SHIMIZU UICHI was one of the foremost Kyoto-based artists of his time. Having studied under Living National Treasure Ishiguro Munemaro (1893-1968), one of the earliest proponents of Chinese-style ceramics, Shimizu often experimented in recreating historical Chinese-style wares, especially those with iron-glaze. In 1970, he left Kyoto and headed to the western shore of Lake Biwa in Shiga Prefecture in order to build his own noborigama (climbing kiln). After establishing the kiln, which he named Horai-yō, Shimizu began firing craquelure celadon glazed works. Throughout his career Shimizu achieved many technical and artistic accomplishments, especially with celadon and iron-glazed works. He was appointed a Living National Treasure in 1985 for his application of tetsu-yū (iron glaze).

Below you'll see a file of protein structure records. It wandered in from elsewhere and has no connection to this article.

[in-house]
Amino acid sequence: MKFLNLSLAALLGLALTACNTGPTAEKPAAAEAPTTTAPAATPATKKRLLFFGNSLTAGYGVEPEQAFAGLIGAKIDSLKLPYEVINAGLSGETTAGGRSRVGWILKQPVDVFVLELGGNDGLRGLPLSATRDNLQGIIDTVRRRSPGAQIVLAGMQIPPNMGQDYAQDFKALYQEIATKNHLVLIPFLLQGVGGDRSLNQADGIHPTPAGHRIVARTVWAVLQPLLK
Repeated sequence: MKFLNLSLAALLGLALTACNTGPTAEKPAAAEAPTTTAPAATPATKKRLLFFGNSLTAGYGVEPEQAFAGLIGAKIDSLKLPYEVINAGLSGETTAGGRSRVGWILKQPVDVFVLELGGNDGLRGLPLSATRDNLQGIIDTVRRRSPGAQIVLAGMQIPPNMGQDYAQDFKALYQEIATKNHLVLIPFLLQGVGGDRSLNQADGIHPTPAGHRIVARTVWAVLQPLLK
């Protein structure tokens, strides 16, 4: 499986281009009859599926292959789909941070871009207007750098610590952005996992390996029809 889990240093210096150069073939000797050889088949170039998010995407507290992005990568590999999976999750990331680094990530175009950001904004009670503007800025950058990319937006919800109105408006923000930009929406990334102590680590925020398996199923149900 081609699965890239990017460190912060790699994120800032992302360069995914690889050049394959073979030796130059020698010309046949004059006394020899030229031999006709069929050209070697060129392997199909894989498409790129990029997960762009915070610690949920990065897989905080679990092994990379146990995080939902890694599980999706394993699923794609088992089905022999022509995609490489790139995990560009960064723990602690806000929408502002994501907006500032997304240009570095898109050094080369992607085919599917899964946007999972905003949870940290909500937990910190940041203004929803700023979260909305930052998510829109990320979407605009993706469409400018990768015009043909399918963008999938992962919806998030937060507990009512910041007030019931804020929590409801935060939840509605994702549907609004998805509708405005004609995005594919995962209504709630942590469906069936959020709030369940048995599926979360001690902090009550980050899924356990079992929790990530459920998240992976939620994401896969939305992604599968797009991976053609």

Grey, white, and merlot-striped vessel
11 3/4 x 13 1/4 x 13 1/4 inches
Reddish brown-glazed large bowl with beveled mouth and black spiral lines
7 x 14 3/4 in.
Round, iron-glazed vessel with wide mouth and resist-splattered patterning on the upper-half
9 3/4 x 9 1/2 in.
Tenmoku-glazed bowl with diagonally carved lines
5 1/2 x 8 5/8 in.
Persimmon-colored iron-glazed lobed ovoid vase
13 1/2 x 9 3/4 inches